Article

Fish tales: part three

Categories: Reflections and opinions

Luke Mackay on why anchovies would be his desert island go-to

If I were to be cast away in the manner of Desert Island Discs, I would spend hours and hours choosing my eight favourite pieces of music, about 10 minutes choosing my favourite book and mere seconds deciding on my ‘luxury’ item.

I have no interest in Egyptian cotton, or goose down pillows; I can sleep anywhere, I could sleep on a washing line if I had to. I’d have no use for moisturisers or similar potions and could happily survive without iPhones, TV or other technological gizmos. I suppose a picture of my kids would be nice, but here’s the rub: you can’t eat that. My luxury would have to be edible—I find comfort in food, inspiration in cooking and joy in eating and I think I’d require all of these, should I find myself alone, tired and hungry on a desert island.

And so I’d ask for anchovies. Tins of them, jars of them, barrels of them. An endless supply of tiny fish, cured, brined, smoked or salted. It’s obvious isn’t it? Why doesn’t everyone on Desert Island Discs ask for anchovies? I could catch wild goats (with my bow and arrow skills?) in lieu of lamb and roast its haunch over my fire, studded with my anchovies and wild garlic. I could grow wheat (ha ha) and make pasta with cliff-foraged gull (?) eggs and dress it with anchovies and prawns caught in my handmade nets (LOL, sure). Okay. I haven’t thought this through, have I? I’d just end up eating anchovies out of the tin, which is inherently no bad thing but would eventually give me gout (it’s the purine acids) and get boring after a bit. So I’ll take the picture of the kids.

Barbecued monkfish
But! The point is that anchovies are the most useful, indeed crucial ingredient in any self-respecting cook’s armoury, assuming you have a fridge full of food rather than a jungle and a spear. There is something magical about them—something ephemeral, astonishing. So versatile too. Delicious just on some sourdough toast with good butter and perhaps a thinly sliced shallot, but also as a back note to a roast chicken, a lamb chop or a barbecued slab of monkfish. That they melt down to nothing but enhanced umami flavour in a low pan with garlic should alone make them indispensable. The best quick supper is pasta, cooked al dente and swirled around the aforementioned pan with a little of the cooking water. You could add a grating of parmesan if you like, but it doesn’t need it. Maybe a twist of lemon juice. Perfection.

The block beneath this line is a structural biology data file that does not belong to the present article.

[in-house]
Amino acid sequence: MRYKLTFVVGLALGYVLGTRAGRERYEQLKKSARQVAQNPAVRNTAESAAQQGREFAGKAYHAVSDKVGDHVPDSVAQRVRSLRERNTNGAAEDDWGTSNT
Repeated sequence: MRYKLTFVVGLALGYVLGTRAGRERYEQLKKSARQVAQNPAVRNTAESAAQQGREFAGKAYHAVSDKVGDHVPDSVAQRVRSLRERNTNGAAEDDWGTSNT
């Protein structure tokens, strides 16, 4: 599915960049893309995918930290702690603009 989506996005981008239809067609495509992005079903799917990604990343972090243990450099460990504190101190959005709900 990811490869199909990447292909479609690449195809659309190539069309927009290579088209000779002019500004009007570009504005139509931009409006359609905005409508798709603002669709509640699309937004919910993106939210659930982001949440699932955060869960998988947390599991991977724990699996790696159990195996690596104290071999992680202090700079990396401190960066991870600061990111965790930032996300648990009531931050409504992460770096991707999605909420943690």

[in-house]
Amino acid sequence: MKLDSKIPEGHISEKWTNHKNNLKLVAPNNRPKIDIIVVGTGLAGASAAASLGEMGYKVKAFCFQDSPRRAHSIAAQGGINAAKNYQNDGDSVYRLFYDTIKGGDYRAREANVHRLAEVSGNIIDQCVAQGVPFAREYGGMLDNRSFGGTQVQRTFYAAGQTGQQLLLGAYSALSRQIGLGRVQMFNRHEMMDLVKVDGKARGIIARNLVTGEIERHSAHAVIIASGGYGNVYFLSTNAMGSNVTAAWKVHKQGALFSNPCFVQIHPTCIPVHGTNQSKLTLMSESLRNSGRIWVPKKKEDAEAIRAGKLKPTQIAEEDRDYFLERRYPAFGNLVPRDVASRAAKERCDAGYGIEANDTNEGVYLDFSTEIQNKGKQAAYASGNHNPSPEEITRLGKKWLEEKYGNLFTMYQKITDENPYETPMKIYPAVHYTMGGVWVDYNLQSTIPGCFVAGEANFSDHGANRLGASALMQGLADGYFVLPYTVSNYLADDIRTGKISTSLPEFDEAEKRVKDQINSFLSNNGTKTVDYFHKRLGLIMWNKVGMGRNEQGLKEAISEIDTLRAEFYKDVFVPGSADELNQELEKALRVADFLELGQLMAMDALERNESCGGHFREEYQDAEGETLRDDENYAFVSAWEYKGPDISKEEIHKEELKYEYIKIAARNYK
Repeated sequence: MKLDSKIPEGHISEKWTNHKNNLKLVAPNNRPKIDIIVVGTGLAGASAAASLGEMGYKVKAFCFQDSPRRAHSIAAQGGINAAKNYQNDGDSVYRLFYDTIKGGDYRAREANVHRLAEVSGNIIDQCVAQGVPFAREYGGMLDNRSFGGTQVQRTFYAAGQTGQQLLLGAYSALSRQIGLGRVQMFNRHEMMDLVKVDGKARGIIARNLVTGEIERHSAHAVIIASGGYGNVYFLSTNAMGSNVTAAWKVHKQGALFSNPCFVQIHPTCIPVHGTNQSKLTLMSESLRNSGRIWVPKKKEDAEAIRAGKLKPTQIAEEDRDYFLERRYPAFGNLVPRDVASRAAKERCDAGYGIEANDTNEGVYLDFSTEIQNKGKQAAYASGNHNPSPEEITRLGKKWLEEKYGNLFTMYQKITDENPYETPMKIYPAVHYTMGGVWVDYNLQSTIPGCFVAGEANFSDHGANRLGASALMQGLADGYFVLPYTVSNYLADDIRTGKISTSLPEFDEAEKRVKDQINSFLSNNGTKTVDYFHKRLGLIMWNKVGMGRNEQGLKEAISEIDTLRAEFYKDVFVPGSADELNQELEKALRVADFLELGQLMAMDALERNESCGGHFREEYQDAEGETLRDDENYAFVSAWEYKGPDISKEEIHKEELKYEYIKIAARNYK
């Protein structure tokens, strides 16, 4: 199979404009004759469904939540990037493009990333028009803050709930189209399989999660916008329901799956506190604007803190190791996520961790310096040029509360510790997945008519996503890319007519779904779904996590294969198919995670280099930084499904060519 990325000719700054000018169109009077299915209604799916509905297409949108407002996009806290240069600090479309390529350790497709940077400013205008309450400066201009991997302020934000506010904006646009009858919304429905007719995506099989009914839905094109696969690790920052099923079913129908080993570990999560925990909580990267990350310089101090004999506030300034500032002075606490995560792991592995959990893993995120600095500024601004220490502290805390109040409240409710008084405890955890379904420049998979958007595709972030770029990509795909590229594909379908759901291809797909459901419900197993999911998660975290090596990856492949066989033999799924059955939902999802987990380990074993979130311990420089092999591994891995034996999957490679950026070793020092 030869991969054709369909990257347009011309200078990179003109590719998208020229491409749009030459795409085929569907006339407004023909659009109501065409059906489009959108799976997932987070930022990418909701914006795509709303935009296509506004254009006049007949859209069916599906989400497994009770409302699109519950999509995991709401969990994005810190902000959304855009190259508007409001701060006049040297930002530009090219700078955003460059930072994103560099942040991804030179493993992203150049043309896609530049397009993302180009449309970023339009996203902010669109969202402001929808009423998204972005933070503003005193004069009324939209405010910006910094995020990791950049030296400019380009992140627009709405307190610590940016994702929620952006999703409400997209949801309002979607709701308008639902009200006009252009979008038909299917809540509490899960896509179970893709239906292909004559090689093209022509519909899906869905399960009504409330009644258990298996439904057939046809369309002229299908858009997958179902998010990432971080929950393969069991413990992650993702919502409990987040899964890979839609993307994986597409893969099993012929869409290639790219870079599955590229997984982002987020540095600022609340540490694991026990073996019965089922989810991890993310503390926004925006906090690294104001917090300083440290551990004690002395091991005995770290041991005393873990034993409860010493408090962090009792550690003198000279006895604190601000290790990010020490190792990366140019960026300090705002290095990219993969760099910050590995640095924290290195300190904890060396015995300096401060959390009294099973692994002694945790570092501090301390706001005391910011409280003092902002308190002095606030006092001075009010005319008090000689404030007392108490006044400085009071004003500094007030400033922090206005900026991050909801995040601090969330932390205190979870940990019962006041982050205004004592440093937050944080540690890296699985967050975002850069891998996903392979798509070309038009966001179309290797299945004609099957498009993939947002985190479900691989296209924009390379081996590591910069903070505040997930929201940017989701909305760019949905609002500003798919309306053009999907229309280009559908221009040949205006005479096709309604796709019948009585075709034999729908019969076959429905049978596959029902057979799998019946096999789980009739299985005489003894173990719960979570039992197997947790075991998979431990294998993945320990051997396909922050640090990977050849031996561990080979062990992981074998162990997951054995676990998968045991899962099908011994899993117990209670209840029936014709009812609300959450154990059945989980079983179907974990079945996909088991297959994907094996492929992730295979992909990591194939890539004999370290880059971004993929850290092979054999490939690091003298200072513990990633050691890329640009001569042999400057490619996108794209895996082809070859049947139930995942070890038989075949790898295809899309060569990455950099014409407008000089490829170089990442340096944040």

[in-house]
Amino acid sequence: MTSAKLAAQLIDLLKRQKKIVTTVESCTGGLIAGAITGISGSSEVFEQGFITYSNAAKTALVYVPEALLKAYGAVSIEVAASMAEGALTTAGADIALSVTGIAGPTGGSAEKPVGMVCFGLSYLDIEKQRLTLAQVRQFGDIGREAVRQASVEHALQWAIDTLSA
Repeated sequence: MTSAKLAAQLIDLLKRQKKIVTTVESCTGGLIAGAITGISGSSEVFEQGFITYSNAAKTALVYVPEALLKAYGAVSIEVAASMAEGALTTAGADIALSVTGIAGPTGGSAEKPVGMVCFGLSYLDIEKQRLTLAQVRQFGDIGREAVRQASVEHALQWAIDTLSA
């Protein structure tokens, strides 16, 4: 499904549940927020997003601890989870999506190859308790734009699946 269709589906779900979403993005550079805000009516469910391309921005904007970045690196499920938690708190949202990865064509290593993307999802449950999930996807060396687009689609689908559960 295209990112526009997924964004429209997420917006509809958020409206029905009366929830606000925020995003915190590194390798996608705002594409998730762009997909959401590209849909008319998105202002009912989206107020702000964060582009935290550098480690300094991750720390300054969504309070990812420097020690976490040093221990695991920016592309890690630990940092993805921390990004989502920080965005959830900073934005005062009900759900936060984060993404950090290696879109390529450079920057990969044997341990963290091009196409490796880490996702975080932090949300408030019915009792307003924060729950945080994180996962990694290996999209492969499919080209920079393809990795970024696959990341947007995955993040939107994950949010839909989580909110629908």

They work astonishingly well in emulsions, too—perhaps my favourite way to use them. A mayonnaise or aioli is greatly improved by the addition of a few blitzed up anchovy fillets and can then be used as a stunning accompaniment for everything from roast lamb to crudités (a perky radish dipped in anchovy aioli is heaven). You could spread this ointment heavily on a roast chicken sandwich or loosen with a little water to dress the most exciting of salads.

If your experience of anchovies is the stuff you pick off your pizza because they’re ‘too fishy’ then get yourself to De Calabria or Brindisa and experiment with the abrasive charms of these glorious little fish, so small yet so full of flavour and magic that for me, they are the most important ingredient in my kitchen.